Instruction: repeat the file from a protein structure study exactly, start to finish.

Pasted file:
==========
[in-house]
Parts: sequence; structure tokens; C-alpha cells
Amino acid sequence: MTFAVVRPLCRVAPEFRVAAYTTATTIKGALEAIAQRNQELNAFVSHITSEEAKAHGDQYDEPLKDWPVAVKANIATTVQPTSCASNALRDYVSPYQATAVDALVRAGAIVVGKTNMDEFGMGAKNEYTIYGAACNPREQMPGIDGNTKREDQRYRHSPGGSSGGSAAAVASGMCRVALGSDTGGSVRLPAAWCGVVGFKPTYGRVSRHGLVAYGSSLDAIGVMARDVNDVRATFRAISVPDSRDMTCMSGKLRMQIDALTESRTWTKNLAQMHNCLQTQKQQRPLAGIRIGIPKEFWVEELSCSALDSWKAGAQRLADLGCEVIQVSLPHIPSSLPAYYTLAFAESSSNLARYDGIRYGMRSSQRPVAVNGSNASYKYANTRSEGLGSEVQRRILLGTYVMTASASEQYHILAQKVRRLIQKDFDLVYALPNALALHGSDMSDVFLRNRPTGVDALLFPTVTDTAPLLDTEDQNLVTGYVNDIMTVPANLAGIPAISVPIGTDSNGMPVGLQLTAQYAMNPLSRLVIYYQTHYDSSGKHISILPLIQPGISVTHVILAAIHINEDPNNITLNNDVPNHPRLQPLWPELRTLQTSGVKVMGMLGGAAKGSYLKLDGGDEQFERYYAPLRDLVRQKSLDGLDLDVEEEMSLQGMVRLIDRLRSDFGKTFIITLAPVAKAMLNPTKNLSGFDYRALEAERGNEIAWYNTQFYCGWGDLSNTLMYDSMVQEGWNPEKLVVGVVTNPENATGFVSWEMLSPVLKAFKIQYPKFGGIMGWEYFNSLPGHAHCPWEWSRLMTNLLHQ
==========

[in-house]
Parts: sequence; structure tokens; C-alpha cells
Amino acid sequence: MTFAVVRPLCRVAPEFRVAAYTTATTIKGALEAIAQRNQELNAFVSHITSEEAKAHGDQYDEPLKDWPVAVKANIATTVQPTSCASNALRDYVSPYQATAVDALVRAGAIVVGKTNMDEFGMGAKNEYTIYGAACNPREQMPGIDGNTKREDQRYRHSPGGSSGGSAAAVASGMCRVALGSDTGGSVRLPAAWCGVVGFKPTYGRVSRHGLVAYGSSLDAIGVMARDVNDVRATFRAISVPDSRDMTCMSGKLRMQIDALTESRTWTKNLAQMHNCLQTQKQQRPLAGIRIGIPKEFWVEELSCSALDSWKAGAQRLADLGCEVIQVSLPHIPSSLPAYYTLAFAESSSNLARYDGIRYGMRSSQRPVAVNGSNASYKYANTRSEGLGSEVQRRILLGTYVMTASASEQYHILAQKVRRLIQKDFDLVYALPNALALHGSDMSDVFLRNRPTGVDALLFPTVTDTAPLLDTEDQNLVTGYVNDIMTVPANLAGIPAISVPIGTDSNGMPVGLQLTAQYAMNPLSRLVIYYQTHYDSSGKHISILPLIQPGISVTHVILAAIHINEDPNNITLNNDVPNHPRLQPLWPELRTLQTSGVKVMGMLGGAAKGSYLKLDGGDEQFERYYAPLRDLVRQKSLDGLDLDVEEEMSLQGMVRLIDRLRSDFGKTFIITLAPVAKAMLNPTKNLSGFDYRALEAERGNEIAWYNTQFYCGWGDLSNTLMYDSMVQEGWNPEKLVVGVVTNPENATGFVSWEMLSPVLKAFKIQYPKFGGIMGWEYFNSLPGHAHCPWEWSRLMTNLLHQ